Could Ruth, my instructor, today have been more spot on in validating the reason for this adventure? This was her response when I asked her how she got started cooking. Her background in the sport was marbled like a good piece of meat. She took a class in France, and landed a job cooking elaborate lunches for bankers in Madrid. As she told me, a lot of the skill in cooking comes from learning as you go, and I’d learn a notebook full in my class today in Sevilla. There will be tips in this particular blog, so keep reading if you’re interesting in learning what they are!

We started out at the market, and decided on a menu of Tapenade de Aceitunas Verdes y Almendras (olive and almond tapenade), Gambas Al Ajillo (prawns in garlic oil), Razor and Regular Clams,  Escalivada con Salsa Romesco (baked vegetables with a vinaigrette and romesco sauce), and Dorada a la Sal (Sea Bream baked in a salt crust). Our sweet was Mantecados, a traditional Spanish powdered sugar cookie. 

After carting our loot home, we got straight to work in Ruth’s kitchen. Her home was beautiful, and the view was amazing on a day when the sun finally decided to show his face. The cumulus clouds were a perfect contrast to the bright, blue sky, and the skyline a perfect backdrop for our lunch on the terrace.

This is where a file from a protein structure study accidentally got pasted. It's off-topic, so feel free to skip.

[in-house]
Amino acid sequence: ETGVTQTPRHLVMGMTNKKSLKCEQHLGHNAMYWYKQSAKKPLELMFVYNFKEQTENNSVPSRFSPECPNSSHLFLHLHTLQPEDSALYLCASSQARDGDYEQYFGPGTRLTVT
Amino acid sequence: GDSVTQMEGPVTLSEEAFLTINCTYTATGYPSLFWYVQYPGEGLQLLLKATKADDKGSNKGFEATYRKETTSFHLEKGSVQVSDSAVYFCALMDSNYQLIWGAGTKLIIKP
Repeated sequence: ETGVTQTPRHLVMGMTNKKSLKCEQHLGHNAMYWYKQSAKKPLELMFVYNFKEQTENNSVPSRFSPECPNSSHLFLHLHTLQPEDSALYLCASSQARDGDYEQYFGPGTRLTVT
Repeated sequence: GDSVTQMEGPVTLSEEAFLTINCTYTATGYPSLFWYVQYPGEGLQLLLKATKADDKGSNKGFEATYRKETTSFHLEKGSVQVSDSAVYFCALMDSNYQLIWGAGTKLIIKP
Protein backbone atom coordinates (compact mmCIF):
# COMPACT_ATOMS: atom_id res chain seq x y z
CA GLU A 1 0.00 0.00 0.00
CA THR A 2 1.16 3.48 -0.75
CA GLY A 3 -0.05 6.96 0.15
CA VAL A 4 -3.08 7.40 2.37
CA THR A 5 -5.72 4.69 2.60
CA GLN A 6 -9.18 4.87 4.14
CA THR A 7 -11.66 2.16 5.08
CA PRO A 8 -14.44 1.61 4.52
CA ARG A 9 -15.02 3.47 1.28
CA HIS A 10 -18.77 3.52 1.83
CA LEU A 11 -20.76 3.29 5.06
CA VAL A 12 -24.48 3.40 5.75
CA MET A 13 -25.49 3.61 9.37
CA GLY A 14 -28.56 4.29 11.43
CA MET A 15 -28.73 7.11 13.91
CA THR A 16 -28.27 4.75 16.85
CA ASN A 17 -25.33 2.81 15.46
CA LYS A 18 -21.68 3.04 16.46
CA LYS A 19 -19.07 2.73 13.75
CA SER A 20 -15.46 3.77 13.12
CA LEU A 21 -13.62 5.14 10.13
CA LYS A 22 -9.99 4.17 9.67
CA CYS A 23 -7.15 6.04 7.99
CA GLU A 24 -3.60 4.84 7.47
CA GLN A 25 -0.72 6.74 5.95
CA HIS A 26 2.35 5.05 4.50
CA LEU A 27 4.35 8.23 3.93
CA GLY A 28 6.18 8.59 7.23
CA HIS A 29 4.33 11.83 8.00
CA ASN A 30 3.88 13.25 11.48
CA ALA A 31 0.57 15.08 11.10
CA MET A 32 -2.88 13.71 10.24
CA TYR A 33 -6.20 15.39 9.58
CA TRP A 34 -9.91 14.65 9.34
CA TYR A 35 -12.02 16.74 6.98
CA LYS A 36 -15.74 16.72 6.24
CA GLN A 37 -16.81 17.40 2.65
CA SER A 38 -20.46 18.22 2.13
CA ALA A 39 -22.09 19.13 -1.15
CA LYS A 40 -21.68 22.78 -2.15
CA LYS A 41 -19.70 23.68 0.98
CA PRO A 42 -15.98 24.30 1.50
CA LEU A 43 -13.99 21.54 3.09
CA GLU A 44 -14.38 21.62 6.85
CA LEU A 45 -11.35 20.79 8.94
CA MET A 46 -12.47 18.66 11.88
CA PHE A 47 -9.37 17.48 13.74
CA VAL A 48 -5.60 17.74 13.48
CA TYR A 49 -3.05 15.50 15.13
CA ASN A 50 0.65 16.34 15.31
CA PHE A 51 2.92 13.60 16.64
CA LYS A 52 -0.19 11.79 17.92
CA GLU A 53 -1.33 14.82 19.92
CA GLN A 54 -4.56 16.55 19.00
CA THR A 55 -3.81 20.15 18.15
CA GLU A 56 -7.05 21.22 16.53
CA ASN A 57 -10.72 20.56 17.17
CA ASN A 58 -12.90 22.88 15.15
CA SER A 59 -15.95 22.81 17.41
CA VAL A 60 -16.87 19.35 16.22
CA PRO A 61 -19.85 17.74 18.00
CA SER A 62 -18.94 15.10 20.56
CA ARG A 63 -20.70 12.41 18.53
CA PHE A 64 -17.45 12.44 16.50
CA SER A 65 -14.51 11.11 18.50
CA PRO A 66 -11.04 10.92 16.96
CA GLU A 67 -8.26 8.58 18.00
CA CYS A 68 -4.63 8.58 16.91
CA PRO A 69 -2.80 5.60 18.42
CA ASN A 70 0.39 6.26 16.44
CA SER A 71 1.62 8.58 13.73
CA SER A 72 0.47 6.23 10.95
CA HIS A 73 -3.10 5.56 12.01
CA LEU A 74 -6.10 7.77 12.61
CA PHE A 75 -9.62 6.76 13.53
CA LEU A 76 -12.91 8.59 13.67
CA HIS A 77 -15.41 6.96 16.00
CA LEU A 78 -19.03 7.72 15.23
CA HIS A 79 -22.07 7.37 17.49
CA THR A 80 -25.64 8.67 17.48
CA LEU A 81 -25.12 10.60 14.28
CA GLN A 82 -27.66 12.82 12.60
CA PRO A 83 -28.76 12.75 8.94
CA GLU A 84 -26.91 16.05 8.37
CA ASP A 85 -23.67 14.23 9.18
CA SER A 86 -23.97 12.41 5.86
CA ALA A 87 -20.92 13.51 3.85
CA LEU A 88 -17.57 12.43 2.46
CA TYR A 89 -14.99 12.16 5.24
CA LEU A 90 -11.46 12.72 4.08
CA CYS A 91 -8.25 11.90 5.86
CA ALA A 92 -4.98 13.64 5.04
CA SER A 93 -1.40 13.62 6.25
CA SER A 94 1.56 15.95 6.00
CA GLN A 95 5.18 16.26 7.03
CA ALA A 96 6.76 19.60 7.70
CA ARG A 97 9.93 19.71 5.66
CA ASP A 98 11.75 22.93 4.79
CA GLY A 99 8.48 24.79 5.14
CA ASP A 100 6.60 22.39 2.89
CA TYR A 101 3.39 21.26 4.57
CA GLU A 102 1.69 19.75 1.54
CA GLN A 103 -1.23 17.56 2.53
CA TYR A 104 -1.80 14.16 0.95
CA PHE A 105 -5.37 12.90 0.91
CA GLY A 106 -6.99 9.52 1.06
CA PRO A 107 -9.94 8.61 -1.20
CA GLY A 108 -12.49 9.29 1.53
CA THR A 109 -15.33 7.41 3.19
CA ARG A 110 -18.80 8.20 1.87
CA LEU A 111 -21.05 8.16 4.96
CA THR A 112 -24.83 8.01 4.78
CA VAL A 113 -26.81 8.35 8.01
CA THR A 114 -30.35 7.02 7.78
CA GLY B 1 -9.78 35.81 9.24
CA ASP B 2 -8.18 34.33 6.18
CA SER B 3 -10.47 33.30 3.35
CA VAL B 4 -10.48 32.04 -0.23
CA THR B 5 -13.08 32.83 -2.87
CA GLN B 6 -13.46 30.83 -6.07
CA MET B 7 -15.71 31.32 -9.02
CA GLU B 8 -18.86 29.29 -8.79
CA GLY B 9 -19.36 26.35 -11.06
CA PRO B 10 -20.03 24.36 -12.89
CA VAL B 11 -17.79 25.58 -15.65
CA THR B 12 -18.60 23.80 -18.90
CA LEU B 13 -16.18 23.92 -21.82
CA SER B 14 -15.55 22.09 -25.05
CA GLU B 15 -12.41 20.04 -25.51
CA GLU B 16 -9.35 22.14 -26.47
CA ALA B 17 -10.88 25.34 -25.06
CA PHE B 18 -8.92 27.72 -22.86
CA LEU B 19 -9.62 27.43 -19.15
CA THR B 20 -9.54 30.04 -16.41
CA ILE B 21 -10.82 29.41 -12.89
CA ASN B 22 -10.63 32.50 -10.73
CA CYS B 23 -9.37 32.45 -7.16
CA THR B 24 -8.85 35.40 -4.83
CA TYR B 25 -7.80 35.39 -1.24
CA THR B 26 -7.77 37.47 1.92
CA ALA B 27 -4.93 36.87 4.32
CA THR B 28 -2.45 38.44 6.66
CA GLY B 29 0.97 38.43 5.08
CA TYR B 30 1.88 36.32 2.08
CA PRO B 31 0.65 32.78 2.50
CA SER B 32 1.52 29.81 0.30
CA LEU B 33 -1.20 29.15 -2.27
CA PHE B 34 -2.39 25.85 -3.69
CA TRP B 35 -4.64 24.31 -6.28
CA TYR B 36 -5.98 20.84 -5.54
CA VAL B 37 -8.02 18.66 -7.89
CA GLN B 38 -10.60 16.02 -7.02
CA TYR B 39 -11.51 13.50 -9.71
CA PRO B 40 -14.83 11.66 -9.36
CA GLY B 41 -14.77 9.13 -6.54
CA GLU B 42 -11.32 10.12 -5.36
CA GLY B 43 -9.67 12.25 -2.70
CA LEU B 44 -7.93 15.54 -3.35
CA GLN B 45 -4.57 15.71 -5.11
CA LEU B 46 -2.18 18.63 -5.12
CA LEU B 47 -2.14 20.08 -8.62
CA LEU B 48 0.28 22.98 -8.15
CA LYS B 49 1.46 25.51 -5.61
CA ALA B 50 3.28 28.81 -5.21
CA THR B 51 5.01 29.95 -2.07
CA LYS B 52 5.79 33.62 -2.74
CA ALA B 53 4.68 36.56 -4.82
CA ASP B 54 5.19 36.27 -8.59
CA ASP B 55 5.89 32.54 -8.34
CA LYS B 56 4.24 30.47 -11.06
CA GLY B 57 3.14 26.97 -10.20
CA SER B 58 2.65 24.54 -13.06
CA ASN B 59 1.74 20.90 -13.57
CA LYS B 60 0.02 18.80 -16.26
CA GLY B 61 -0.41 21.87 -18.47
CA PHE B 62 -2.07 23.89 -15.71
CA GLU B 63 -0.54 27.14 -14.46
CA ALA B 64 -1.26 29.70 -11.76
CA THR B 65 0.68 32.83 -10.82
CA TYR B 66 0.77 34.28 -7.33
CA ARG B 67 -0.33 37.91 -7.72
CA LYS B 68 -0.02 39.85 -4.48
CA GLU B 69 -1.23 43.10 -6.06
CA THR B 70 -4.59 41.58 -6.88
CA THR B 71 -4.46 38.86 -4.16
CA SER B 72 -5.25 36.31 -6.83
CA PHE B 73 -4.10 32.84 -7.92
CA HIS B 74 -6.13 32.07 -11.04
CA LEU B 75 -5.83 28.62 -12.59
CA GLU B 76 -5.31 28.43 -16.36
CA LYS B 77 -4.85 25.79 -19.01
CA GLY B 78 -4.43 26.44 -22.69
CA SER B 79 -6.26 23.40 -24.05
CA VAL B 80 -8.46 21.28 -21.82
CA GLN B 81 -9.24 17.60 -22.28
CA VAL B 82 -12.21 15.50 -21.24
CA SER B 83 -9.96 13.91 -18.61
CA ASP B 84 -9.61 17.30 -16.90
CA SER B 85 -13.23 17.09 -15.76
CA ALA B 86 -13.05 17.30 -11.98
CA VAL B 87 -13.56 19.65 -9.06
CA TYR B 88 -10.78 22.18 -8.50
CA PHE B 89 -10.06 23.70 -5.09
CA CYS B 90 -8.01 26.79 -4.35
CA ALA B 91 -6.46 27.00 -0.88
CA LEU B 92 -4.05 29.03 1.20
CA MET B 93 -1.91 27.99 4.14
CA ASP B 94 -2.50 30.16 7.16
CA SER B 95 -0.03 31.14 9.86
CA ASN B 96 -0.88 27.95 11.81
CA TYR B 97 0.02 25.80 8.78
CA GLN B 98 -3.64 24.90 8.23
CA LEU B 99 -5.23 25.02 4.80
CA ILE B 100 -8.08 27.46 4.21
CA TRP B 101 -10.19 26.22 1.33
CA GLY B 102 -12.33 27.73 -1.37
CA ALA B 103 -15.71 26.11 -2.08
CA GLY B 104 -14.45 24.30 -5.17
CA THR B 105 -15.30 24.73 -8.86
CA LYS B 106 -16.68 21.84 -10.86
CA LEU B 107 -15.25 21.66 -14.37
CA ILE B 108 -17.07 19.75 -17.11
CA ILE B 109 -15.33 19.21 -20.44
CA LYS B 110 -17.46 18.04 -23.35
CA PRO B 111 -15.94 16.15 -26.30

Now, for the tips and information:  

  • In Sevilla, they eat TONS of fish. Most of the stalls at the market were fresh fish mongers, and popular varietals include baby shark, cuttlefish, dorada (this is what we made), razor clams, monkfish, hake, swordfish, and more. If you don’t like fish, don’t come to Sevilla. You’ll be bummed!
  • When roasting whole eggplants (or aubergines), prick them before putting them into the oven. If you don’t, it will explode and you’ll spend more time than you care to know cleaning it up.
  • Do you know how to peel a whole, roasted pepper? After you remove it from the oven, wrap it in tinfoil and then in newspaper or a paper back to let it cool. The skin will peel right off. If you leave it out to cool, the skikn will stick back to the pepper.
  • Don’t discard the more tender unused artichoke leaves.  Boil them in water for about 10-15 minutes and strain out the leaves. The resulting water was really refreshing, and it’s good for your liver.